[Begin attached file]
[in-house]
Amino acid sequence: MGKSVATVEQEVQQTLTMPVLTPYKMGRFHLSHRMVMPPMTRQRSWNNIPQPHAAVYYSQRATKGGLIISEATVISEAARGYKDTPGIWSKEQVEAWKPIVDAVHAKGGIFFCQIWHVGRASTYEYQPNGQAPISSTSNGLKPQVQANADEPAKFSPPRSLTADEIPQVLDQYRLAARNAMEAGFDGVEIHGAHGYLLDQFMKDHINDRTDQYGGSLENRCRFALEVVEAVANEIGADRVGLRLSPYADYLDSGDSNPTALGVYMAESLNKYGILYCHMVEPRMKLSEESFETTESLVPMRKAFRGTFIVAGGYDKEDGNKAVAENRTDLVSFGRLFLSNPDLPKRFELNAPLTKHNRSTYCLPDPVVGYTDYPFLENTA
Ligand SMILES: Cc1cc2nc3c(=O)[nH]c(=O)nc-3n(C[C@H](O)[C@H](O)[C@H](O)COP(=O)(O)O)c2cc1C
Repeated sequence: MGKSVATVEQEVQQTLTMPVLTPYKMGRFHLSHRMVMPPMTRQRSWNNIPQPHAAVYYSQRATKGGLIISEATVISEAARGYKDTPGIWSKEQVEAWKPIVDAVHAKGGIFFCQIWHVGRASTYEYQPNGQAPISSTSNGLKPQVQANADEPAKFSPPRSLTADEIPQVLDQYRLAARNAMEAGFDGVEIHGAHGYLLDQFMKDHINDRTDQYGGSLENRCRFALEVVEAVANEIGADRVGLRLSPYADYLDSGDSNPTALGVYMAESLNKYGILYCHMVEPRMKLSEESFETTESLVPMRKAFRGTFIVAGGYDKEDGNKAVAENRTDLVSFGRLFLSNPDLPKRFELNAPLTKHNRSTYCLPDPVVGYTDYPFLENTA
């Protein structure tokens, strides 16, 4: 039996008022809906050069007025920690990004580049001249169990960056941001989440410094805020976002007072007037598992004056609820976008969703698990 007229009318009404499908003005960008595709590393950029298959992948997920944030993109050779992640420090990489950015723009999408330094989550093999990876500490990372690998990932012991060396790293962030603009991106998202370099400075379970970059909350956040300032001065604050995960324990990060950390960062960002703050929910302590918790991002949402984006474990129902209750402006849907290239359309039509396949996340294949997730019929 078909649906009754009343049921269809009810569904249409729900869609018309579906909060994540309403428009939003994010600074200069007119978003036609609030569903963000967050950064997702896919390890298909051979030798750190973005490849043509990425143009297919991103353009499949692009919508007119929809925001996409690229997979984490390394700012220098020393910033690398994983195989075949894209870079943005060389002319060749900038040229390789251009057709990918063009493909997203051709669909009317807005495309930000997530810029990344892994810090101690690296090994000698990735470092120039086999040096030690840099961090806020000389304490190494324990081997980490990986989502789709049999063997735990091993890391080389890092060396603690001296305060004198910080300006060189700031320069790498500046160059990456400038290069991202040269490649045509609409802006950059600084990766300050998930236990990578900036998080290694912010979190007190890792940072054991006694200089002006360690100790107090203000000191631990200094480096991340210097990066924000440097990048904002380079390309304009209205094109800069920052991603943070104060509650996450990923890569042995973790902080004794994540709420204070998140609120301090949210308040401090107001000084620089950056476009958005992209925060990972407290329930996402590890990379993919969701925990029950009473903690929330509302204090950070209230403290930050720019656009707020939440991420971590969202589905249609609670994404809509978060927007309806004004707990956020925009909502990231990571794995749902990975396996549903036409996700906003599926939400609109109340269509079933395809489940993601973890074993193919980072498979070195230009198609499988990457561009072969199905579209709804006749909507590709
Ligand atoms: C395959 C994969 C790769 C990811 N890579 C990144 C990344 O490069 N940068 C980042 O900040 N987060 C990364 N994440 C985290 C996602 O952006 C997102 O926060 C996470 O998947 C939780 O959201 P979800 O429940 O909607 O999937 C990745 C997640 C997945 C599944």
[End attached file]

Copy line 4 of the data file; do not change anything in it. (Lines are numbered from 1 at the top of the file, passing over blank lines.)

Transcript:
Repeated sequence: MGKSVATVEQEVQQTLTMPVLTPYKMGRFHLSHRMVMPPMTRQRSWNNIPQPHAAVYYSQRATKGGLIISEATVISEAARGYKDTPGIWSKEQVEAWKPIVDAVHAKGGIFFCQIWHVGRASTYEYQPNGQAPISSTSNGLKPQVQANADEPAKFSPPRSLTADEIPQVLDQYRLAARNAMEAGFDGVEIHGAHGYLLDQFMKDHINDRTDQYGGSLENRCRFALEVVEAVANEIGADRVGLRLSPYADYLDSGDSNPTALGVYMAESLNKYGILYCHMVEPRMKLSEESFETTESLVPMRKAFRGTFIVAGGYDKEDGNKAVAENRTDLVSFGRLFLSNPDLPKRFELNAPLTKHNRSTYCLPDPVVGYTDYPFLENTA